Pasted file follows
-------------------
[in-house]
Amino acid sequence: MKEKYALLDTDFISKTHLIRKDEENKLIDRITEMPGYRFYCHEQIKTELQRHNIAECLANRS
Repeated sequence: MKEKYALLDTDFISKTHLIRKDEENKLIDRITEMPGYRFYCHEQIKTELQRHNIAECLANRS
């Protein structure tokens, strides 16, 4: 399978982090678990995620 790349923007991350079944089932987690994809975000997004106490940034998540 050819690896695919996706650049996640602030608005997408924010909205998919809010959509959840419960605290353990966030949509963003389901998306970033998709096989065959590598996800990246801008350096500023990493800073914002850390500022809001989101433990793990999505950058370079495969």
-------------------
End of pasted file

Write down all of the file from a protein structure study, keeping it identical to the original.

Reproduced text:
[in-house]
Amino acid sequence: MKEKYALLDTDFISKTHLIRKDEENKLIDRITEMPGYRFYCHEQIKTELQRHNIAECLANRS
Repeated sequence: MKEKYALLDTDFISKTHLIRKDEENKLIDRITEMPGYRFYCHEQIKTELQRHNIAECLANRS
């Protein structure tokens, strides 16, 4: 399978982090678990995620 790349923007991350079944089932987690994809975000997004106490940034998540 050819690896695919996706650049996640602030608005997408924010909205998919809010959509959840419960605290353990966030949509963003389901998306970033998709096989065959590598996800990246801008350096500023990493800073914002850390500022809001989101433990793990999505950058370079495969």